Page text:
I’ve previously shared insights on how important it is for content marketers, like myself, to work closely with product marketing [read that blog post here]. Now, I’d like to discuss the relationship between content marketing and demand generation.
The two teams generally have the same goals – make things that build awareness, demand, and pipeline. In fact, 85% of B2B content marketers say that their most important goal is lead generation. But, more often than not, content marketing and demand generation teams operate in silos. The culprits are generally the same across marketing teams:
- One-off, ad-hoc projects with custom KPIs that are limited to either just content marketing or just demand generation
- Lack of visibility into content ideation, planning, and scheduling
- Emphasis on the creation of top-funnel, awareness-building content and a huge gap in lower-funnel content that is critically valuable to demand generation
- Misalignment on which themes and topics to focus on
So, what can content marketers and demand generation do to build and sustain alignment? It’s not as simple as creating a running list of things that demand generation needs from content marketing – and vice versa.
The two teams need a plan, a marketing roadmap, that unifies content creation with demand generation programs. A plan will help the two teams work together, identify what works and what falls flat, scale, and iterate. Below, are tips to help you establish a shared plan between the two teams.
Establish One Mission; Plan Initiatives Under It
This is an obvious one – but in order to break down the silos that separate content marketing and demand generation, both teams need to work towards the same mission together.
This is the step that comes before metric-oriented goals like “generate x amount of revenue in Q1.” A mission describes what the teams will accomplish together. Growing sales pipeline and optimizing customer/purchasing experiences are examples of overarching missions. These will help define what each team and their respective roles/functions are responsible for, and where they need to rely on each other to ensure that the mission comes to fruition.
Once a shared mission is established, key initiatives can be planned. Working towards one mission helps bridge the gap between what each team will be tasked with – creating content, running programs, etc. Each initiative should be built into your overarching roadmap and be visible to all stakeholders.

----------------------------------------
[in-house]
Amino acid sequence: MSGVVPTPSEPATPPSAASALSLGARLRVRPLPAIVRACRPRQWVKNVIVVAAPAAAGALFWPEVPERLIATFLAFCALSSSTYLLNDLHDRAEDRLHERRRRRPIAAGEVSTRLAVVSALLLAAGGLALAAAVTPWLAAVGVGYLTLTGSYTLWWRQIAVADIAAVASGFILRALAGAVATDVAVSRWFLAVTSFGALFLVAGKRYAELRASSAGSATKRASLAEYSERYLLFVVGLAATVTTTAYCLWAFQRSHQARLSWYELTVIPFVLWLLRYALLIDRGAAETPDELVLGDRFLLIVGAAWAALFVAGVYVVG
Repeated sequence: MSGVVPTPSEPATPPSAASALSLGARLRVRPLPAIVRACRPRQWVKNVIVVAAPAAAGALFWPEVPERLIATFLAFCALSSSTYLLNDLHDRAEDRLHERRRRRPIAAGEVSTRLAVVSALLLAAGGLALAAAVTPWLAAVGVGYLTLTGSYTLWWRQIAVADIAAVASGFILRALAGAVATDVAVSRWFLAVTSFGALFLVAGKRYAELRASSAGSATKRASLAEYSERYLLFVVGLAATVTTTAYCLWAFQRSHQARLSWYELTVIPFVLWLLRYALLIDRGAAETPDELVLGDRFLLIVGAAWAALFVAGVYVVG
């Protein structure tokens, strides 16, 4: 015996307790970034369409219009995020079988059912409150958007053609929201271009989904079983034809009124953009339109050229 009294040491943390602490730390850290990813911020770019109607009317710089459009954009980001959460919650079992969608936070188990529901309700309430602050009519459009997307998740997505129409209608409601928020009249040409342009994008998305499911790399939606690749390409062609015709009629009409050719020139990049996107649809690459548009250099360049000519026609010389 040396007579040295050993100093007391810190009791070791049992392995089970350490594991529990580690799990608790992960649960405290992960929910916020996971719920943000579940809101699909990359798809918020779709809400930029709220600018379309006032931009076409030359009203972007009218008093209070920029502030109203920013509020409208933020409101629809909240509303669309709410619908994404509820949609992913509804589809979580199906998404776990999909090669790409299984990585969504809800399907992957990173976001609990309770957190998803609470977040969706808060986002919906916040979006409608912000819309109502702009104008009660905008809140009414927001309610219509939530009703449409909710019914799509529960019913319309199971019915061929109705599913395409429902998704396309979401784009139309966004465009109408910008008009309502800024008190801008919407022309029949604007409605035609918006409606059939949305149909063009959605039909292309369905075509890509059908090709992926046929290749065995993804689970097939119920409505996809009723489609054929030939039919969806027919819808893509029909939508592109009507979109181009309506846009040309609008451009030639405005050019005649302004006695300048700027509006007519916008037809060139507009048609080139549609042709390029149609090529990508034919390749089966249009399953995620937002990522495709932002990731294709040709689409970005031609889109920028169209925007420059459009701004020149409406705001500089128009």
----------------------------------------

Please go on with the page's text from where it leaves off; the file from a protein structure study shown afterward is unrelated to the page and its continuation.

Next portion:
Create Content with Purpose
Content teams want to create content for every stage of the customer journey, and demand generation wants high-quality content to fill every stage, too. The disconnect between the two happens when content marketing doesn’t have a clear understanding of the funnel that demand gen is working with, or when demand gen can’t decipher where a piece of content fits within a lead nurture track.
So, an easy way to combat this is to assign purpose and intent to each piece of content. Together, the two teams can identify which topics and formats work for top, mid and lower funnel content. They can also identify gaps and where content is needed the most.
Build Cross-functional Workflows
Building and defining workflows that cross team lines, from content marketing to demand generation, will keep projects and people on track. It’s likely that content marketing and demand generation have both waited on each other for things like landing pages and copy. A set of workflows that map out step-by-step ownership and deadlines – from creating a piece of content to building a campaign around it – and deadlines will help avoid bottlenecks.
With so many moving parts, project management is key to keeping content marketing and demand generation on the same page. It’s extremely helpful to designate one person as a project manager to create standard workflow templates for the programs that both content marketing and demand generation will be involved in – like the launch, promotion, and post-nurture of a big rock whitepaper.
Alignment between content marketing and demand generation really comes down to communication, visibility, and accountability to each other. Working towards the same mission, creating content that clearly fits into a customer’s journey and project management all contribute to breaking teams out of silos that can prevent success for marketing as a whole within an organization.
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